Crain’s Chicago: An Unprecedented Push To Save Historic Black Homes Is On; From Muddy Waters to Emmett Till

“In Chicago and the suburbs right now, there are seven homes of historical Black figures that are in some stage of being turned into a museum or cultural center that honors the former residents. It’s an unprecedented number, and an eighth may be in the wings.

“While they are mostly in early, even embryonic, stages and some may not advance beyond being an idea, it’s clear this is a singular moment, amid the nationwide reckoning over race.

“‘It’s time for us to tell our stories to our children in our voices,’ says Angela Ford, the executive director of the Obsidian Collection, a not-for-profit archive of Black cultural materials. In April, the group paid $1 million for the former home of activists Lu and Jorja Palmer on King Drive. Obsidian has a $4 million plan to rehab the 12,000-square-foot colossus into a Black-centered museum, library and meeting hall.

“Ford cites a favorite African proverb: ‘Until the lion tells the story, the hunter will always be the hero.’

“The city’s commissioner of planning and development, Maurice Cox, put that sentiment another way at a recent public meeting about the potential landmarking of the North Kenwood home of blues great Muddy Waters.

“‘So often the brilliance that African Americans have given to this country is wrapped up in the everyday and ordinary,’ Cox said. ‘Most people wouldn’t know it if we didn’t preserve that everyday context that helped this man make this extraordinary music that really changed the world.’

“A MOVEMENT OR A MOMENT?

“After George Floyd’s death, corporate Chicago made a raft of diversity pledges. A year later, which companies delivered—and which fell short?

“Exhibits in the DuSable Museum of African American History or a downtown institution could memorialize any of these homeowners, but ‘there’s something different and important about moving through the spaces that they moved through when they spent their time thinking and creating and living,’ says Regina Bain, the executive director of the Louis Armstrong House Museum in Queens, N.Y. The former home of the musical giant opened for tours in 2003.

“On top of walking where great ones walked, the mere fact of homeownership, ‘is especially important for many Black people who came from impoverished circumstances where a home is not guaranteed,’ Bain says. ‘It’s a point of joy to see that these working-class folks bought and owned their homes. There’s nothing ordinary about that.’

“Along with the Palmer and Waters sites, the other homes where efforts have been launched to create a museum or similar space are:

• The West Woodlawn two-flat where Emmett Till and his mother, Mamie Till Mobley, lived before he was murdered by white racists in Mississippi in 1955.

• The Kenwood house where longtime Nation of Islam leader Elijah Muhammad lived.

• A dilapidated Washington Park greystone that served as a Phyllis Wheatley Home, providing a home and support for Black women coming up from the South during the Great Migration.

• In south suburban Robbins, the former home of S.B. Fuller, an entrepreneur who in the middle of the 20th century was one of the most successful Black men in America.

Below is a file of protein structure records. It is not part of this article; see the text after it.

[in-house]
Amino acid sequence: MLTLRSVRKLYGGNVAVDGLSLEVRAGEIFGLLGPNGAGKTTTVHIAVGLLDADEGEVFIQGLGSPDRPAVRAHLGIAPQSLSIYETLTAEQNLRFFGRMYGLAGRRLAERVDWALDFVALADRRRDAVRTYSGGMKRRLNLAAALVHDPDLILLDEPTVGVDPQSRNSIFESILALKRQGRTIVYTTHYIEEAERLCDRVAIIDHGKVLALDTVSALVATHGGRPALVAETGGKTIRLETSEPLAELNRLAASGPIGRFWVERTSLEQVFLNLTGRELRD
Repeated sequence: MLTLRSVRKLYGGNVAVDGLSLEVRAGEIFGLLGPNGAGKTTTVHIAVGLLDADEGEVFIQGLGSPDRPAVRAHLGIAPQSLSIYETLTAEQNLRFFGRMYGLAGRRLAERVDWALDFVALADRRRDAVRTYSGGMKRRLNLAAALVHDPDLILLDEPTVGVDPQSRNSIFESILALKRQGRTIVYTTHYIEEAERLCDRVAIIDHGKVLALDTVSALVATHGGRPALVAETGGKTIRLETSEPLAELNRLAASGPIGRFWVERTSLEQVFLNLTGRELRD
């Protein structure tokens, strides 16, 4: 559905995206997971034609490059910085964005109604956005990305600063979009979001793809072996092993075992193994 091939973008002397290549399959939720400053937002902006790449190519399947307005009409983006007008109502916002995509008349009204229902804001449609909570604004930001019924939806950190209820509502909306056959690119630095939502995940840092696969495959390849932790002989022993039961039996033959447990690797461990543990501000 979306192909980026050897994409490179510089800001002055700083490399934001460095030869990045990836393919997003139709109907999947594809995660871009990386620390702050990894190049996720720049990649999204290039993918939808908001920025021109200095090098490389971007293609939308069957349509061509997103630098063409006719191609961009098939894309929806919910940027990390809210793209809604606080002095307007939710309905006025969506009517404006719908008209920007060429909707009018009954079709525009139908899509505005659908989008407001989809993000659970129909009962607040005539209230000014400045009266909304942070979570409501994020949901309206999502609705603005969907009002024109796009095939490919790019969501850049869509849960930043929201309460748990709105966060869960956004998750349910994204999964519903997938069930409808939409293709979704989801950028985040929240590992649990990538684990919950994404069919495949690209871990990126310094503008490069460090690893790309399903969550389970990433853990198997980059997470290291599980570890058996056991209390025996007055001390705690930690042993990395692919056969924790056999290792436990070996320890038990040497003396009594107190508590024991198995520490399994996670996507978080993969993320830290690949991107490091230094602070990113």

• In Maywood, the brick two-flat that was the childhood home of Fred Hampton, the Black Panthers leader who was killed by law enforcement agencies in a 1969 pre-dawn raid on his East Garfield Park apartment.

“Crain’s hasn’t found as many Black house museum plans in other cities as the seven floating in and around Chicago this year. An eighth attempt may soon surface. The family members who own the former home of John W. E. Thomas, who in 1876 became the first African American elected to Illinois Legislature, are exploring the process of landmarking, Mary Lu Seidel, the director of community engagement at Preservation Chicago, confirms. A future use of the building has not been announced.” (Rodkin, Crain’s Chicago Business, 6/11/21)

Read the full story at Crain’s Chicago Business

An unprecedented push to save historic Black homes is on; From Muddy Waters to Emmett Till, historians and activists want to memorialize the places where noteworthy Black people lived. The headwinds, however, are strong, Dennis Rodkin, Crain’s Chicago Business, 6/11/21

Can we do a better job of preserving Chicago’s Black history? What we as a city choose to venerate speaks volumes about who we are and what we value, Crain’s Editorial Board, Crain’s Chicago Business, 6/11/21

South Side home of blues legend Muddy Waters a step closer to city landmark status; The home in North Kenwood where blues legend Muddy Waters lived was granted preliminary landmark status by the Commission on Chicago Landmarks on Thursday. A great-granddaughter is converting the property at 4339 S. Lake Park Ave. into The MOJO Muddy Waters House Museum, Maudlyne Ihejirika, Chicago Sun-Times, 6/3/21

Muddy Waters’ Kenwood Home On Its Way To Being Named A Chicago Landmark; Waters’ family is working to turn the “epicenter” of Chicago blues into a museum, with space for a new generation of local musicians to jam, Maxwell Evans, Block Club Chicago, 6/3/21

Muddy Waters house gets unanimous boost from landmarks commission; The effort to get landmark designation for the North Kenwood two-flat next goes to the full City Council, Dennis Rodkin, Crain’s Chicago Business, 6/3/21

Muddy Waters landmark talk is about to shift into high gear; An official effort launches in early June to get the two-flat on South Lake Park Avenue declared a city landmark, Dennis Rodkin, Crain’s Chicago Business, 5/24/21

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